Third Party And Online Information

HMRC has recently beefed up its powers to demand “bulk” information from businesses or government agencies. In 2008 it homed in on the medical profession, acquiring information from National Health Service trusts, private hospitals and medical insurance companies to test its suspicions that practitioners were failing to declare fees for consultations, medical examinations and other services. Plumbers and heating engineers have also been targeted, after HMRC obtained information from the Gas Safe register. This trawl resulted in five arrests. The tax authority’s access to Land Registry and DVLA data means it knows how much someone has spent on their house and can see vehicles registered to each address. If someone has bought a Ferrari but is living in a modest flat, that might not fit with that individual’s financial affairs according to the Revenue. Or if someone owned three properties in their name but had not declared any rental income, that would also be a warning sign.

Social Networking sites, such as Facebook or Twitter provide evidence of a lifestyle that’s out of kilter with declared income. If the Revenue has doubts about someone’s tax affairs they will search for any information they can find on that individual, including posts on Facebook and tweets. Several individuals were caught out after appearing on the Channel 4 television programme My Big Fat Gypsy Wedding spending thousands of pounds of undeclared income on lavish family weddings. Another individual came under HMRC’s watchful gaze after posting photos of their luxury holidays on Facebook.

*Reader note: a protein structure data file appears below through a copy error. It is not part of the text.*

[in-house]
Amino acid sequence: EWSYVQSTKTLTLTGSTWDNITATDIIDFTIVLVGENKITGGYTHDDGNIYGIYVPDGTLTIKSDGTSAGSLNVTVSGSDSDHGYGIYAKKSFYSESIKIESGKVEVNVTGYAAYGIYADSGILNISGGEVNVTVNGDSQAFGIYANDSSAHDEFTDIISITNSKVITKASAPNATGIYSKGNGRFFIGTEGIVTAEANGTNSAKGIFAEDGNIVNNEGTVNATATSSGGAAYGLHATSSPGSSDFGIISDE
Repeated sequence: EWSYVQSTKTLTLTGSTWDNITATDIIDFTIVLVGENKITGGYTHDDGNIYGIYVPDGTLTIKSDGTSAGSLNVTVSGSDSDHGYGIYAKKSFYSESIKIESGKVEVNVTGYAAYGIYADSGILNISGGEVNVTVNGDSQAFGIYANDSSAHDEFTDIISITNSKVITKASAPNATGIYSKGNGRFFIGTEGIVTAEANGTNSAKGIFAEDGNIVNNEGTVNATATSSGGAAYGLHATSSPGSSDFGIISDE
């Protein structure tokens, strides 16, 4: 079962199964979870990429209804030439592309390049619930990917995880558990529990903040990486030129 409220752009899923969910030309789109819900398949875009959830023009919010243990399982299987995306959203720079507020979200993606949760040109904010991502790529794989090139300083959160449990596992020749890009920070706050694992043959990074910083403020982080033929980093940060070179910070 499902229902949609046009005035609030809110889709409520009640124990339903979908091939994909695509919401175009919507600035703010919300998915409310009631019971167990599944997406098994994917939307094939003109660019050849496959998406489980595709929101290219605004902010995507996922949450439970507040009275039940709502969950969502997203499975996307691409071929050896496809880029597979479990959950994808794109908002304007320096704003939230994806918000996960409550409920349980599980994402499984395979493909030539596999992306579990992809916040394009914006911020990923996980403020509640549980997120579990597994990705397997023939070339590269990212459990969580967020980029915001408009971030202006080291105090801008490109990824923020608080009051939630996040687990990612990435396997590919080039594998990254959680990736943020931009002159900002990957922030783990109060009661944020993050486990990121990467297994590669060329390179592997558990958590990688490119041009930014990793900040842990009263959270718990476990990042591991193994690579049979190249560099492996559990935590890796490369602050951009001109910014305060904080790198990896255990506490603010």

Higher-rate taxpayers with properties abroad are among those targeted by the 200-strong “affluence unit”, which is dedicated to checking that those who pay the 50 per cent tax rate, but are worth less than £20m, are complying with tax law. The team uses “sophisticated data mining techniques” on publicly available information to identify individuals who own property abroad. It then uses risk assessment tools to highlight those who do not appear able to afford those properties legitimately as well as those who have not declared the correct income and gains from the property. The affluence unit has been set a target of raising an extra £560m over the next four years.

Further Reading:

Pimlico – The Number One BTL Hotspot


Buy-to-let (Photo credit: Alan Cleaver)

Writing in yesterday’s Daily Telegraph respected Property Journalist Graham Norwood fingered Pimlico as the nation’s number one Buy To Let hot spot.

In a typical “New Year” article Graham explains why thousands of people have resolved to dive into the only housing sector that is truly booming: buy-to-let (BTL).

  • Average UK rents have risen by 13.6 per cent since 2009
  • Capital values in most places have stagnated or fallen.
  • The proportion of households renting has increased in the past decade from 31 per cent to 36 per cent. In Westminster, for example, four out of every 10 homes are privately rented, not owned.

Graham’s Top 10 buy-to-let hot spots in 2013

1 London, Victoria/Pimlico

2 Maidenhead

3 Exeter


5 Bristol

6 Milton Keynes


8 Aberdeen

9 London, Canary Wharf

10 Central Manchester

Graham’s How to be a buy-to-let landlord Check List

• Do your research. Pick a sector: students, professionals, first-time buyers or retirees?

• Buy in winter when sellers are anxious and may sell cheaply

• Don’t buy in a large scheme.

• Choose areas with diverse employment, great transport links, such as Reading and Southampton